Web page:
Nevada Commission on Tourism

Aletha Tom was 12 when she left her home on the Moapa Indian reservation in southern Nevada to attend the Stewart Indian School in Carson City. The year was 1959, and the Stewart Indian School — a federal boarding school for American Indian children — had been in operation since 1890. Times had changed a bit from those early decades, when the children at Stewart often were there against their will, forcibly separated from their families and forbidden to speak native languages. Instead, Tom recalls life at the school as generally positive — a life governed by strict rules, but one that also included happy memories, such as the times she and her classmates snuck food into their room in the Small Girls Dorm.

Tom’s story is one of many visitors can listen to during a self-guided audio tour that can be accessed through personal cell phones at the Stewart Indian School, about three miles south of downtown Carson City. The 109-acre facility today is owned by the state of Nevada and is open to the public, although many of the 83 buildings are currently in use by state agencies, such as the Nevada Indian Commission, and nonprofit groups.

“There are beautiful buildings out here,” said Sherry Rupert, executive director of the Nevada Indian Commission.

Those handsome structures also hold a complex history, one that visitors can learn about on the Stewart Indian School Trail cell phone tour. The trail, about a half mile on paved ground and sidewalks, takes a rectangular route around the campus. Visitors, referencing signs at the site, call the audio tour from their cell phones; walk the trail; and at 20 different buildings, listen to a recorded story told by a Stewart alum. Those range from Florence Millett, who shares her difficult time at the school, to Buck Sampson, who had happier memories of boxing in the new gym.

“They were more than willing to do it,” Rupert said about alumnae participation. “They want to keep the history alive.”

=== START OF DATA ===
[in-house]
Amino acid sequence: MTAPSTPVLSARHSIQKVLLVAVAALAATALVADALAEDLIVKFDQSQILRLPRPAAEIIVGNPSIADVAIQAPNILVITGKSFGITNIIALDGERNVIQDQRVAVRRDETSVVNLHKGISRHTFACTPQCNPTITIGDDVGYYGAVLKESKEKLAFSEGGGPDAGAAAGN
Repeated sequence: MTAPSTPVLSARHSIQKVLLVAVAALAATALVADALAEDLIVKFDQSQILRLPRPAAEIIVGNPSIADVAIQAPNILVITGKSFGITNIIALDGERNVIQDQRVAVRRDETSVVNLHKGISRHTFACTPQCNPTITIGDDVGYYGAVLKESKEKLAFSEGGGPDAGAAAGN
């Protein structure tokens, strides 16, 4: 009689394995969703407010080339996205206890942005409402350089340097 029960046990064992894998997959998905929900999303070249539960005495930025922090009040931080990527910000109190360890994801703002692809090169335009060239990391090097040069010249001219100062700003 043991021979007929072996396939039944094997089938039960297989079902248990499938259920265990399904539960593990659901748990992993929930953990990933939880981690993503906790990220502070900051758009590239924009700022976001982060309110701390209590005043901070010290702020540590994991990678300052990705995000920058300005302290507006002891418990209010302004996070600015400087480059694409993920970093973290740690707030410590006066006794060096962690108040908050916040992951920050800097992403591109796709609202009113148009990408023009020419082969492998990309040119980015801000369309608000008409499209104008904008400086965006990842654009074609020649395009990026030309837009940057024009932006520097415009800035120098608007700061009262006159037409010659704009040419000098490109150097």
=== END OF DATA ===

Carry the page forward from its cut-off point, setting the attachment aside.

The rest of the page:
The school closed in 1980 due to federal budget cuts; the Nevada Indian Commission began offering the audio tour in 2008.

Rupert, who delivers the welcome message on the audio tour, explained that the school changed over its 90 years of operation, which helps account for the difference in student experiences.

Stewart opened in the late 19th century, when the federal government was establishing Indian boarding schools throughout the country designed to assimilate American Indian children into mainstream society. It was a rough process for many: Separated from their families — sometimes for years at a time — students were given English names and forbidden to participate in traditional ceremonies and culture. Perhaps the most devastating blow was the prohibition on speaking native languages — a policy that severely reduced the number of people who could speak those languages.

“That transcended generations,” Rupert said.

In later years, Stewart’s focus changed, Rupert said, and the school “almost became a place where Indians wanted to come.”

In the mid- to late-20th century, American Indians could choose between public schools — where they still faced some discrimination — or Stewart, Rupert explained. Many chose Stewart, where they would have more opportunity to participate in school life and activities. Students during this era also had good and bad experiences at the school, Rupert said, but the bad experiences were mostly due to homesickness or other issues rather than the institutional structure.

“Not everyone loved Stewart,” Rupert said, “but for some people, it was a family.”

The Nevada Commission on Tourism is a part of the Nevada Department of Tourism and Cultural Affairs. For more on Nevada travel, visit the website www.travelnevada.com.

Breakout box 1: If you go:

The Stewart Indian School Trail audio tour is offered at the site of the old Stewart Indian School, 5500 Snyder Ave. in Carson City. Visitors, referencing signs at the site, can use their personal cell phones to call the audio tour, which consists of Stewart alumnae sharing their stories about the school. The trail is .6 miles on paved surface, with 20 stops, each connected to an audio recording.

For more, including a map to the Stewart Indian School campus, visit the Stewart Indian School website, www.stewartindianschool.com.

For a downloadable pdf map of the Stewart Indian School Trail, see www.stewartindianschool.com/stewart-trail-map.html.

 

Breakout box 2: The future at Stewart

A project is under way to open the Stewart Indian Cultural Center in school’s old administration building. The estimated cost is $1.6 million to upgrade the structure, built in 1923. That includes a seismic retrofit and building rehabilitation to retain as much of the building’s historical integrity as possible. Currently, the project is in the fundraising stage. For more information, contact the Nevada Indian Commission, 775-687-8333 or www.nic.nv.gov.

Photo credit: Nevada Commission on Tourism